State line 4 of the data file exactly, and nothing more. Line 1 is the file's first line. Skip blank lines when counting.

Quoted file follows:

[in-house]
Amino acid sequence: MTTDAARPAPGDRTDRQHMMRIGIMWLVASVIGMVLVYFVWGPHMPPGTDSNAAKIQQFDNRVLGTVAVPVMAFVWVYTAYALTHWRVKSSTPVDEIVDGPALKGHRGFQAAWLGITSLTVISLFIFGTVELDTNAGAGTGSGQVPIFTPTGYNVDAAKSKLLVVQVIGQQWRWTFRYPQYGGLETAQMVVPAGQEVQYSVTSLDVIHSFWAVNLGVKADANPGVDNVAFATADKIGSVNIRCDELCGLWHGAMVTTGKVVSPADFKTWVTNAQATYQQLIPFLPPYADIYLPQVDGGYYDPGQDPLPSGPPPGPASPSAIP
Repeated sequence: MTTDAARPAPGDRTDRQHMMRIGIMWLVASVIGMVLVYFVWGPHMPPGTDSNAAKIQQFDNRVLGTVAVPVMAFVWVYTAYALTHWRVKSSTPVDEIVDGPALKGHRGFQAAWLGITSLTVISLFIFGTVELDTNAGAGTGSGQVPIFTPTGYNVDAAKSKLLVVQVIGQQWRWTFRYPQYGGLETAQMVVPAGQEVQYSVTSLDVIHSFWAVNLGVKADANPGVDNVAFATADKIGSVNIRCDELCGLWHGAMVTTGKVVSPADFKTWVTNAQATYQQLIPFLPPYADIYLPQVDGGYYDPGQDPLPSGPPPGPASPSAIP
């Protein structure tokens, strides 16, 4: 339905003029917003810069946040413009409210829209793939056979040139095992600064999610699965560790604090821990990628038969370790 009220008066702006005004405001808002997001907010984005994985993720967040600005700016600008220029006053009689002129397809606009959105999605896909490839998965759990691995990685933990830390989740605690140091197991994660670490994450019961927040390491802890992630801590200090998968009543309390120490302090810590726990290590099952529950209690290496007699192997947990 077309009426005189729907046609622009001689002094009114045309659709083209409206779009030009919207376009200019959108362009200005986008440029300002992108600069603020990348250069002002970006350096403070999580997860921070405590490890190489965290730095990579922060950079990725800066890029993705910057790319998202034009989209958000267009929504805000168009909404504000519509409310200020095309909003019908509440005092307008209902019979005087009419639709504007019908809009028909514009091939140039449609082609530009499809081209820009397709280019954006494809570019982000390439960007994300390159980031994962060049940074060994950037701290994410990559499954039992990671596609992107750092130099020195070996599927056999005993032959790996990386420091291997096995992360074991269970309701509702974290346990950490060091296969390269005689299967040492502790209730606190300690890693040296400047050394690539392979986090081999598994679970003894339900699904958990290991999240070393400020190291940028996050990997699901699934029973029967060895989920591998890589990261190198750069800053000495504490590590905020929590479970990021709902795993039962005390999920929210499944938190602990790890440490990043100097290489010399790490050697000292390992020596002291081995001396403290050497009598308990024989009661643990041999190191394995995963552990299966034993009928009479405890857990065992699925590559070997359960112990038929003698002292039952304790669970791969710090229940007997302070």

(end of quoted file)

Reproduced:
């Protein structure tokens, strides 16, 4: 339905003029917003810069946040413009409210829209793939056979040139095992600064999610699965560790604090821990990628038969370790 009220008066702006005004405001808002997001907010984005994985993720967040600005700016600008220029006053009689002129397809606009959105999605896909490839998965759990691995990685933990830390989740605690140091197991994660670490994450019961927040390491802890992630801590200090998968009543309390120490302090810590726990290590099952529950209690290496007699192997947990 077309009426005189729907046609622009001689002094009114045309659709083209409206779009030009919207376009200019959108362009200005986008440029300002992108600069603020990348250069002002970006350096403070999580997860921070405590490890190489965290730095990579922060950079990725800066890029993705910057790319998202034009989209958000267009929504805000168009909404504000519509409310200020095309909003019908509440005092307008209902019979005087009419639709504007019908809009028909514009091939140039449609082609530009499809081209820009397709280019954006494809570019982000390439960007994300390159980031994962060049940074060994950037701290994410990559499954039992990671596609992107750092130099020195070996599927056999005993032959790996990386420091291997096995992360074991269970309701509702974290346990950490060091296969390269005689299967040492502790209730606190300690890693040296400047050394690539392979986090081999598994679970003894339900699904958990290991999240070393400020190291940028996050990997699901699934029973029967060895989920591998890589990261190198750069800053000495504490590590905020929590479970990021709902795993039962005390999920929210499944938190602990790890440490990043100097290489010399790490050697000292390992020596002291081995001396403290050497009598308990024989009661643990041999190191394995995963552990299966034993009928009479405890857990065992699925590559070997359960112990038929003698002292039952304790669970791969710090229940007997302070």